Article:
Key takeaways

  • Good debt can increase your net worth and build in value over time.
  • Bad debt is money spent on items that lose their value.
  • Balancing good and bad debt is important to your financial wellbeing.

While debt has become a fact of life for most, not all debt is created equal. Using debt irresponsibly could have dire financial consequences, but it can also be a wealth-building tool when managed properly.

Most experts categorize debt into two categories: good debt and bad debt. Essentially, a good debt is one that can increase in value over time. Bad debts are ones where you are unlikely to recoup the amount spent on interest.

Good debt vs. bad debt

Good debt and bad debt are distinguished by whether the cost being financed could increase in value.

Good debt

  • Mortgage.
  • School loan.
  • Real estate loan.
  • Business loan.

Bad debt

  • Credit card.
  • Store credit card.
  • Auto loan.

What is good debt?

Any type of debt that can help you increase your net worth and build wealth is considered good debt.

You might carry good debt in the form of a student loan that helps you afford an education that will jumpstart a lucrative career, a mortgage that will eventually be paid off and leave you with the deed to your home or a business loan that will give you the capital you need to build a successful business.

While you’ll still have a regular payment to factor into your budget, “good debt” pays off in the end. It’s an investment that increases in value over time.

However, good debt isn’t without risk if you overdo it. You should follow a few steps to mitigate that risk.

  • Shop around for the lowest interest rate possible.
  • Research possible protections and payment plans available to you.
  • Create a timeline to hold yourself accountable to your repayment plan.

What is bad debt?

Any high-interest consumer debt that doesn’t help you meet your long-term financial goals is considered bad debt.

On the opposite end of the spectrum, some forms of debt can lead to greater financial obstacles down the line. Bad debt often includes financial burdens like a high-interest credit card that you constantly carry a balance on, an auto loan with a lengthy term or a store credit card that could tempt you to overspend.

What separates good debt from bad debt is that bad debt funds depreciating assets, while good debt can give you access to an asset that will increase in value over time. In terms of interest rates, bad debt tends to carry higher interest rates than good debt.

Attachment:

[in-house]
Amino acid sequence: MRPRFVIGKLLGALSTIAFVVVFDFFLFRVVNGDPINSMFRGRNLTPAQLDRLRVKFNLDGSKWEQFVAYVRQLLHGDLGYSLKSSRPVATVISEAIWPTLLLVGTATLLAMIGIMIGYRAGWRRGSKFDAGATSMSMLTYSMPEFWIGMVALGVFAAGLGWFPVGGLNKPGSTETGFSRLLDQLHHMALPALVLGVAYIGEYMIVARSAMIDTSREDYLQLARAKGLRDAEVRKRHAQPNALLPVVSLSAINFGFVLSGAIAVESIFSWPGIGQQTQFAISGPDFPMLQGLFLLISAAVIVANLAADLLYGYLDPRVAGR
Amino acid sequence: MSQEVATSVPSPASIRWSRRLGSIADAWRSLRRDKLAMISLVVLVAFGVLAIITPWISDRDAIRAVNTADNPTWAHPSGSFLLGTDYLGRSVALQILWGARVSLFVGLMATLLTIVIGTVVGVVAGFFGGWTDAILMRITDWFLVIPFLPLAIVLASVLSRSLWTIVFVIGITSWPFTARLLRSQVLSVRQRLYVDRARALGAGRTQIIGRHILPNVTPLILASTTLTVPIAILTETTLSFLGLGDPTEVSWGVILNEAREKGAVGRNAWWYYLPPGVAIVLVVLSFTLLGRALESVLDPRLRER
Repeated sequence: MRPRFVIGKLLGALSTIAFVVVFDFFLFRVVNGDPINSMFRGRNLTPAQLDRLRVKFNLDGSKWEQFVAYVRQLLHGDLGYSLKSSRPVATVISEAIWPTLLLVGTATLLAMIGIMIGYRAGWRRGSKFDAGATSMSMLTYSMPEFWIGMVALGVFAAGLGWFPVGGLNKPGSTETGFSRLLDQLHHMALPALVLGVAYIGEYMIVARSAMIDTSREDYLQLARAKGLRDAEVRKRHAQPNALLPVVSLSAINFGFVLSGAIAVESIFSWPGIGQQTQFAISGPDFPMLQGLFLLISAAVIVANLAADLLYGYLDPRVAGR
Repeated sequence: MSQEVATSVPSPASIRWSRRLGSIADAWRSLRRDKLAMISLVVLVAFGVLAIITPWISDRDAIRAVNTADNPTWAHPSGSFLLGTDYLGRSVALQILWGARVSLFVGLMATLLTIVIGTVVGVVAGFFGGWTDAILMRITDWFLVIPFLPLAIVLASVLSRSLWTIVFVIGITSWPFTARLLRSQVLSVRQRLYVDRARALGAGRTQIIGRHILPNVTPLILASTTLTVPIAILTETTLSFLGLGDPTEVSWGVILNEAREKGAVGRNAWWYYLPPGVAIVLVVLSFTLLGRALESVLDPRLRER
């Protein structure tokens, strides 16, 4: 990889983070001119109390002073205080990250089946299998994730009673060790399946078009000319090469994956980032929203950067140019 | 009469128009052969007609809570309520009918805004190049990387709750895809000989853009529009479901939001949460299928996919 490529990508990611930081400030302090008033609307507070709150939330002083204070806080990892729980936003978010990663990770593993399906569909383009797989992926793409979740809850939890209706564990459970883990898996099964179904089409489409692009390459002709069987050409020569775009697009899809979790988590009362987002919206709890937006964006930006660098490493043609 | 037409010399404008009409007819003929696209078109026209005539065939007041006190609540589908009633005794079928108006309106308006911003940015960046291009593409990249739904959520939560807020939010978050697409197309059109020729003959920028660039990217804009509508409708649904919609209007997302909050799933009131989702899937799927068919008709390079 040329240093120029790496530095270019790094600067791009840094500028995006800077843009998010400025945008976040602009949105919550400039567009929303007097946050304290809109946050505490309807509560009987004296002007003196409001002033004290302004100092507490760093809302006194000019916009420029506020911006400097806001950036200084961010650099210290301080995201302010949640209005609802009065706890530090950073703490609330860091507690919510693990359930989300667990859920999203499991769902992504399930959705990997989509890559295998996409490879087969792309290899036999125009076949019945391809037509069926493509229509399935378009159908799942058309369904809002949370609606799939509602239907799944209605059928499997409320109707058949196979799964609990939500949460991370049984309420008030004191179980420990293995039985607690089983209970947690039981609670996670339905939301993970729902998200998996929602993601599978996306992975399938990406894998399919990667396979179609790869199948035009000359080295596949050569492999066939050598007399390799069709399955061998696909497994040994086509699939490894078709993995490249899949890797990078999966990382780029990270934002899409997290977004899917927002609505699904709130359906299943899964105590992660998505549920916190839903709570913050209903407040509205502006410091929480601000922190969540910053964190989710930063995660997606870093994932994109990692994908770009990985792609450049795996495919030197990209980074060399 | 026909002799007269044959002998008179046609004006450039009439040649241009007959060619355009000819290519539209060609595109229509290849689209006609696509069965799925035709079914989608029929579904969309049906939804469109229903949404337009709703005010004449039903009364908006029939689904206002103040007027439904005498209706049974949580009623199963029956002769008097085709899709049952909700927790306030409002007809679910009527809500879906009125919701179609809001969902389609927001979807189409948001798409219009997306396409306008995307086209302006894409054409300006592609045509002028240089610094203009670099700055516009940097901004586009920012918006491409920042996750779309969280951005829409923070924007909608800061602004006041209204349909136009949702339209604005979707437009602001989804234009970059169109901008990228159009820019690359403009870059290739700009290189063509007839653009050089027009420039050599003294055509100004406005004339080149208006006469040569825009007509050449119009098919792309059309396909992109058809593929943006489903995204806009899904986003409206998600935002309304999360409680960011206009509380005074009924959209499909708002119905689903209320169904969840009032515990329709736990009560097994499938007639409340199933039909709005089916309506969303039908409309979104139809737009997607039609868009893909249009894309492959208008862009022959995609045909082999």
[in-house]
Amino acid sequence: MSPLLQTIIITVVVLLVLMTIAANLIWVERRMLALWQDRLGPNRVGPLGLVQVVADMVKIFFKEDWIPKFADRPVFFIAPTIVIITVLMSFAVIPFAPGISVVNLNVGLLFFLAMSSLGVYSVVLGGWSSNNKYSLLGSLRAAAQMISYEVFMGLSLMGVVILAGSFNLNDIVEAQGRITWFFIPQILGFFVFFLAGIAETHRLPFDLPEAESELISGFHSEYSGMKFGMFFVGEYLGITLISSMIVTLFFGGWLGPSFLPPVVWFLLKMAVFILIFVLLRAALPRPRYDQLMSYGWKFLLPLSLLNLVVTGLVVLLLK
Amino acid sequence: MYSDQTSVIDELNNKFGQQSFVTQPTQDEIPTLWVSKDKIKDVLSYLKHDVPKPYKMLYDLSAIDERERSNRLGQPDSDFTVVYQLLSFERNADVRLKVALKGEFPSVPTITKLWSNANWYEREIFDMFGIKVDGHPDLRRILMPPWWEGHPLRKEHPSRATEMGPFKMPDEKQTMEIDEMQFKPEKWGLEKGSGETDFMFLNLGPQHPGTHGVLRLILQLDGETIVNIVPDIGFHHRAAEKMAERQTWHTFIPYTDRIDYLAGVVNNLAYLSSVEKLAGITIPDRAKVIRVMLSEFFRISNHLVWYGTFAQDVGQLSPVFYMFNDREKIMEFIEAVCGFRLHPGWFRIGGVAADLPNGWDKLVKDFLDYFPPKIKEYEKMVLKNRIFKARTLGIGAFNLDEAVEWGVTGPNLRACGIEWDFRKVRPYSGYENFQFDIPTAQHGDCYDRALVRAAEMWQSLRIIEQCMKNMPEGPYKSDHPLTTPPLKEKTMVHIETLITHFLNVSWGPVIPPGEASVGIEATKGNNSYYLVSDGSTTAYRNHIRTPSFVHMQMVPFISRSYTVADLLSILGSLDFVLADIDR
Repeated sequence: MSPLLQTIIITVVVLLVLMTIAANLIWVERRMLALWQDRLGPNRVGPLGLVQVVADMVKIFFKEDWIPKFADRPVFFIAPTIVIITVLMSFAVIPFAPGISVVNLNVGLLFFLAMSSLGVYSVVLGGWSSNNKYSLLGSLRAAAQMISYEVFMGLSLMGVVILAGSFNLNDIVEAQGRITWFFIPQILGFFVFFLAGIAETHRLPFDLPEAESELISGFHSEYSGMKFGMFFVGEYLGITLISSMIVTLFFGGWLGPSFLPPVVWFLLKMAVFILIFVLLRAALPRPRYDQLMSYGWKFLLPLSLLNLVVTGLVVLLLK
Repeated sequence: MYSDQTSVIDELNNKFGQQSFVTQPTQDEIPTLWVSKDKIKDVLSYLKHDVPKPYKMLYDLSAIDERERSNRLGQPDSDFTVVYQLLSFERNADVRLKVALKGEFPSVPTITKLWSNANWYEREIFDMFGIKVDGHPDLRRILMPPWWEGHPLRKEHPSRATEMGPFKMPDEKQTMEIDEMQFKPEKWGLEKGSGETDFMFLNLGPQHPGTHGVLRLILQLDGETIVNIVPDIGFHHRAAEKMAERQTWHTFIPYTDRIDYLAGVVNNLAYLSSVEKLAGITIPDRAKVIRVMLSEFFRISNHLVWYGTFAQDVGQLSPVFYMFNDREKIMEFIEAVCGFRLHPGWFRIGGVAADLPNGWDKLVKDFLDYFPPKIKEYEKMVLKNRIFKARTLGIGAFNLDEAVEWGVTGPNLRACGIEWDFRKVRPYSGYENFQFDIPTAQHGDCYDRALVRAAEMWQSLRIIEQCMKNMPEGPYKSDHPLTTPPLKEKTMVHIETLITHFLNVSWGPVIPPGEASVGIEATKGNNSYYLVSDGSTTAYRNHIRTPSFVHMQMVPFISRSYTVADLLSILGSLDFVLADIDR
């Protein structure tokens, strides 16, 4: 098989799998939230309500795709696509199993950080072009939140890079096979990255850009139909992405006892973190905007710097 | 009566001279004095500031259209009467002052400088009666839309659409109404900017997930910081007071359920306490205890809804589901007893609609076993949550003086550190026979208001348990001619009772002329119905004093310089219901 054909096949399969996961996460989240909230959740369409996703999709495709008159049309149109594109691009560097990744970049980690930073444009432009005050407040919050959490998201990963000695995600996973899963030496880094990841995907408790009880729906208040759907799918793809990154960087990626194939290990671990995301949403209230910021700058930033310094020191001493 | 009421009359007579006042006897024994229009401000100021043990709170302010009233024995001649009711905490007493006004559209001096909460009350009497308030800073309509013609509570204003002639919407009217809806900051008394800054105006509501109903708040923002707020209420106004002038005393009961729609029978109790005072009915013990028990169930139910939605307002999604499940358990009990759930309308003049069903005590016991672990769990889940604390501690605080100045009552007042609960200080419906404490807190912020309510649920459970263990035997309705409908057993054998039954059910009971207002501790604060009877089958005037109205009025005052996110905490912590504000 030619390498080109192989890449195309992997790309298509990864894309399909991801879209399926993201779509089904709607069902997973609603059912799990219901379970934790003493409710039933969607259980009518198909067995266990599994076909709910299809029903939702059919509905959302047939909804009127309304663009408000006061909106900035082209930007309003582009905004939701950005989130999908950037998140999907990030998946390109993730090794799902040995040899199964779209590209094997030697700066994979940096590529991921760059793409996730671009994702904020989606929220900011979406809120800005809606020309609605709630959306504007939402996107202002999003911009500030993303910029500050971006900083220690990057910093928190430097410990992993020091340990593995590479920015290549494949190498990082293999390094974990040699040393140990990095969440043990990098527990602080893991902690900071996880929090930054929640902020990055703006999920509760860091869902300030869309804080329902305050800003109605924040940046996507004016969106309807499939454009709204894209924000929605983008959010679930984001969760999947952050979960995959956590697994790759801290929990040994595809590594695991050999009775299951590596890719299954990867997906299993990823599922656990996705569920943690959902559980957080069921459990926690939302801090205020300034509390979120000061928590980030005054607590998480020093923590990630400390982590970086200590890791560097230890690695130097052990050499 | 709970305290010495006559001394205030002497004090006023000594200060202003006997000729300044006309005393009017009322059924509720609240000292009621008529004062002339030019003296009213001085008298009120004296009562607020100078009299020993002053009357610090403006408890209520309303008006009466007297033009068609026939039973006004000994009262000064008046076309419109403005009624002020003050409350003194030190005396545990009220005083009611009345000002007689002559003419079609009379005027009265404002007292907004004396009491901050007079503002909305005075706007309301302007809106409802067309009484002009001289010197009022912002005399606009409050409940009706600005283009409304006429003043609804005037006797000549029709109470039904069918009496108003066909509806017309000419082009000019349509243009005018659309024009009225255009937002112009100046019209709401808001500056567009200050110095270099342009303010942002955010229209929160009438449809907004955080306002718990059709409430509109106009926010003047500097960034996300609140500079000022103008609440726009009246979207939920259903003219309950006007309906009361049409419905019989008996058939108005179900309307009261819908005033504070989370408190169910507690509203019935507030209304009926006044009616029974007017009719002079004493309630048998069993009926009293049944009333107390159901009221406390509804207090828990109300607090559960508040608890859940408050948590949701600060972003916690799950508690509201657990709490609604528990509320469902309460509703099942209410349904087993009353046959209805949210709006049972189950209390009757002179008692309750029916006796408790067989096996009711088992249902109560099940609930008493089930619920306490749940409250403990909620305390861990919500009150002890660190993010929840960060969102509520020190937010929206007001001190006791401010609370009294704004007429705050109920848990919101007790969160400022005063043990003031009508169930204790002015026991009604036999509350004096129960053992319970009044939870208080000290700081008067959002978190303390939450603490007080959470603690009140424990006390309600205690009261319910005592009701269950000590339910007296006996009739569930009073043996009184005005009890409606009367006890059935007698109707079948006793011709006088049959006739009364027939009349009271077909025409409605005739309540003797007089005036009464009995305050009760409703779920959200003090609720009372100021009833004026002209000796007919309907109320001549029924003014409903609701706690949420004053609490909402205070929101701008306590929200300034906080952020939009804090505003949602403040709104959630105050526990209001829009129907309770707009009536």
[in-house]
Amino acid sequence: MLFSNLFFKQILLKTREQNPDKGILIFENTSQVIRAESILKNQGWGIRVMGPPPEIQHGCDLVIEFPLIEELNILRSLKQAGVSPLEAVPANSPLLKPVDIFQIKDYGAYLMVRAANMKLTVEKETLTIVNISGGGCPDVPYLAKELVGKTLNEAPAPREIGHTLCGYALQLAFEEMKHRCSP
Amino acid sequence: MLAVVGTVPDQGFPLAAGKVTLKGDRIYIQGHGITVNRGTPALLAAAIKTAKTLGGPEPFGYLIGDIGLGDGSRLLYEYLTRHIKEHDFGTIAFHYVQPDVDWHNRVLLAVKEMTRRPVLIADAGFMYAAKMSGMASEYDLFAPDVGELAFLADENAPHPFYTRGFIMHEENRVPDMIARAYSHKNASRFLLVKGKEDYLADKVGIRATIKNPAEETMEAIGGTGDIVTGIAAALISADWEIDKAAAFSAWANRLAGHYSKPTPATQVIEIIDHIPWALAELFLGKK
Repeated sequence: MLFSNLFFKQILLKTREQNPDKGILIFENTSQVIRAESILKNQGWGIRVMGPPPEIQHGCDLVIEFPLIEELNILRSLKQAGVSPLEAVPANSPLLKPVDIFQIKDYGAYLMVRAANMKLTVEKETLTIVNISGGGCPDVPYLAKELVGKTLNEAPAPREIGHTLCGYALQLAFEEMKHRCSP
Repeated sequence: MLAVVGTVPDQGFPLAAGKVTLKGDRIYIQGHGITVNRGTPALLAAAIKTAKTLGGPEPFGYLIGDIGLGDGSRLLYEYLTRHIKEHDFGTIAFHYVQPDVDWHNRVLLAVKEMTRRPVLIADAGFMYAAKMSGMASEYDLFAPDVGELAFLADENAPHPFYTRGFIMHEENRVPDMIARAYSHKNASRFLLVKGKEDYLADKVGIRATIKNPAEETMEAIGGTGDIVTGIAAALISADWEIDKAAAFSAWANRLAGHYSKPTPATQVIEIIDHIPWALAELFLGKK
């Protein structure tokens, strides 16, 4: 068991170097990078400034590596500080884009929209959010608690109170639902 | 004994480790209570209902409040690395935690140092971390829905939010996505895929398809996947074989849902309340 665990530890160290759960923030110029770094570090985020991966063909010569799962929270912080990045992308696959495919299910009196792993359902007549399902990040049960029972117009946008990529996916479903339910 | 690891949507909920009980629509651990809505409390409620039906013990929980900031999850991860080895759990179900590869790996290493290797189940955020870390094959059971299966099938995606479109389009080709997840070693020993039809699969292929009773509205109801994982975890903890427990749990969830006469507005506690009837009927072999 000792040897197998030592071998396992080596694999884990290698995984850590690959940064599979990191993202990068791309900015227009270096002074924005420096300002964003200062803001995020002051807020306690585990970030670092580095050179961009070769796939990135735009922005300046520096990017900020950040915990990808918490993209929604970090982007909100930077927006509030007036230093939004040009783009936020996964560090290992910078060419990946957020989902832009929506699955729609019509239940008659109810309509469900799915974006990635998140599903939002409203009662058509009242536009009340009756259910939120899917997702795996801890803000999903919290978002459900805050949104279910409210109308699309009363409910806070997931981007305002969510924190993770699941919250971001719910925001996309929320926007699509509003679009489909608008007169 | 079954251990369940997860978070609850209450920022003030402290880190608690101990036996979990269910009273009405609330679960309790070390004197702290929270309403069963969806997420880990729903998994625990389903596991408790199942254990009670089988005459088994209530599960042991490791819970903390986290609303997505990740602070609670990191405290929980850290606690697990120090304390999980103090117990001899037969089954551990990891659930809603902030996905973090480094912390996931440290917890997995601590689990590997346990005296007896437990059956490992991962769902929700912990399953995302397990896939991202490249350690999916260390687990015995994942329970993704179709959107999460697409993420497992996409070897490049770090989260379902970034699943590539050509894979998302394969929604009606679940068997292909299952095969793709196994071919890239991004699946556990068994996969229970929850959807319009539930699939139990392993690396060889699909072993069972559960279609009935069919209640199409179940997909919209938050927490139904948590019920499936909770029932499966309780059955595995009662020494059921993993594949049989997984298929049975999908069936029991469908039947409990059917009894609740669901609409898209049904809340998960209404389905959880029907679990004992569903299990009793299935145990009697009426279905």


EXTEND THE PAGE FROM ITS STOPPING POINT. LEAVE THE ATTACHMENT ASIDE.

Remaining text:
You could find yourself in a position where you’re paying more than the asset is worth because you’re stretching repayment over a long time at a steep interest rate. Taking on too much bad debt could make it difficult for you to dig yourself out from under it later.

Is it okay to have good debt and bad debt?

Taking on both good and bad debt is unavoidable for most people. Good debt is preferable because it builds value, but there are cases where bad debt is the best choice.

For instance, using a loan to buy a reliable car to get you to and from work is a good use of bad debt. Even though the car will depreciate over time, paying interest on a loan will be one of the few ways you can finance a vehicle.

Ideally, you want to limit yourself to mostly good debt that you can afford to repay. Otherwise, the debt once categorized as “good” could quickly become problematic for your financial situation.

Bad debt happens, but it’s not the end of the world. What’s most important is that you plan to minimize those balances, particularly on credit cards.

How can I protect my finances if I have bad debt?

If you have bad debt, you can protect your finances by managing it properly.

An auto loan isn’t necessarily a bad financial move if you use your vehicle to travel to and from work — and the financing terms are competitive. However, credit cards are another story and can harm your finances if not kept under control and paid off each billing cycle.

The upside is you can take the necessary steps to shield yourself from financial hardship. Start by committing yourself to stop using credit cards to make purchases. Review your spending plan and identify ways to free up funds to pay down your credit card balances faster. Once you have a figure, create a debt payoff plan that works for you — the debt snowball and debt avalanche are two popular options.

It’s equally important to create an emergency fund so you’re not forced to resort to swiping them again and racking up even more debt should a financial emergency arise.

Bottom line

Making the decision to take on more debt is personal and requires homework to determine whether you’ll get more out of that debt than you put in. Once you’ve factored in the principal payment, interest rate, potential late fees and penalties, weigh those numbers against the value of your asset on the other side of repayment. This will help you gauge whether or not this new debt is good or bad for your finances.